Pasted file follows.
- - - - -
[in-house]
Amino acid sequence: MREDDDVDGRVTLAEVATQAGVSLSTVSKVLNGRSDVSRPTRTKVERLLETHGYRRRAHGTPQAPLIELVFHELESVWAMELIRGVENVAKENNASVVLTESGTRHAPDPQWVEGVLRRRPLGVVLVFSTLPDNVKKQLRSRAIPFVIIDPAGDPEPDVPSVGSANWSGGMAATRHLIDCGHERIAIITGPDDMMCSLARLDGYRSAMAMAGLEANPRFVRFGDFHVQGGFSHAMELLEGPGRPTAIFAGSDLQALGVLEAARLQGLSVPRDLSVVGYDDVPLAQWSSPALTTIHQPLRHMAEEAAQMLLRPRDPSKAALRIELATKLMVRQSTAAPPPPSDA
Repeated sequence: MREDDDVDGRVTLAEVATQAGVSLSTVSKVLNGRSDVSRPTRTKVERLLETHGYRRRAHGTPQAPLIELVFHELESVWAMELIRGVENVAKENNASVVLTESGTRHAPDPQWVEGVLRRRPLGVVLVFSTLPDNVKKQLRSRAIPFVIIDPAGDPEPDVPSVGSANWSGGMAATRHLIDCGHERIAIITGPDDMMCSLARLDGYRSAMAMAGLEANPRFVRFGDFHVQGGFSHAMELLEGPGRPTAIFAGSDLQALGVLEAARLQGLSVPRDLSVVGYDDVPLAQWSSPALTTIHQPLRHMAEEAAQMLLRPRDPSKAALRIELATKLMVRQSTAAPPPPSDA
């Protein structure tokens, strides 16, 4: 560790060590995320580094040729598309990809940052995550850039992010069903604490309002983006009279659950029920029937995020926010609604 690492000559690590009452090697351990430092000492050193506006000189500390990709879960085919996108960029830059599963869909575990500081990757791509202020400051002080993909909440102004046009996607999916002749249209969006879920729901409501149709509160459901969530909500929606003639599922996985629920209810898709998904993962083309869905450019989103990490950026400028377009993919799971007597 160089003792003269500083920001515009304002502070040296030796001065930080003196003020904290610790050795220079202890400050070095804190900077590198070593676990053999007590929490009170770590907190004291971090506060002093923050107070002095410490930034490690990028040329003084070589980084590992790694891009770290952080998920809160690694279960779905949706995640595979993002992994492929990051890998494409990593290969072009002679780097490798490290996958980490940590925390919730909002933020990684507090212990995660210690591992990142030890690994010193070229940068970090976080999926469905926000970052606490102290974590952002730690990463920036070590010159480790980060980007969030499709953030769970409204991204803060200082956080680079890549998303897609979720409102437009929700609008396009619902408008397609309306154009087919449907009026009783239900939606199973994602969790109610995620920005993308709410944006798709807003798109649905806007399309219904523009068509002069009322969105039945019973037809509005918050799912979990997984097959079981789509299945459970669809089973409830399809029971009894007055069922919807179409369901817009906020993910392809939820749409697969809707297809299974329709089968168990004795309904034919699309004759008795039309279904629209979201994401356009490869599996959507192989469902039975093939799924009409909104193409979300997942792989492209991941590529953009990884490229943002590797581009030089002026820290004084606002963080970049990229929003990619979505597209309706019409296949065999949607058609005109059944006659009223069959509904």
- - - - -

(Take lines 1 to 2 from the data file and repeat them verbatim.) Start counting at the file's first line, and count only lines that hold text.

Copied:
[in-house]
Amino acid sequence: MREDDDVDGRVTLAEVATQAGVSLSTVSKVLNGRSDVSRPTRTKVERLLETHGYRRRAHGTPQAPLIELVFHELESVWAMELIRGVENVAKENNASVVLTESGTRHAPDPQWVEGVLRRRPLGVVLVFSTLPDNVKKQLRSRAIPFVIIDPAGDPEPDVPSVGSANWSGGMAATRHLIDCGHERIAIITGPDDMMCSLARLDGYRSAMAMAGLEANPRFVRFGDFHVQGGFSHAMELLEGPGRPTAIFAGSDLQALGVLEAARLQGLSVPRDLSVVGYDDVPLAQWSSPALTTIHQPLRHMAEEAAQMLLRPRDPSKAALRIELATKLMVRQSTAAPPPPSDA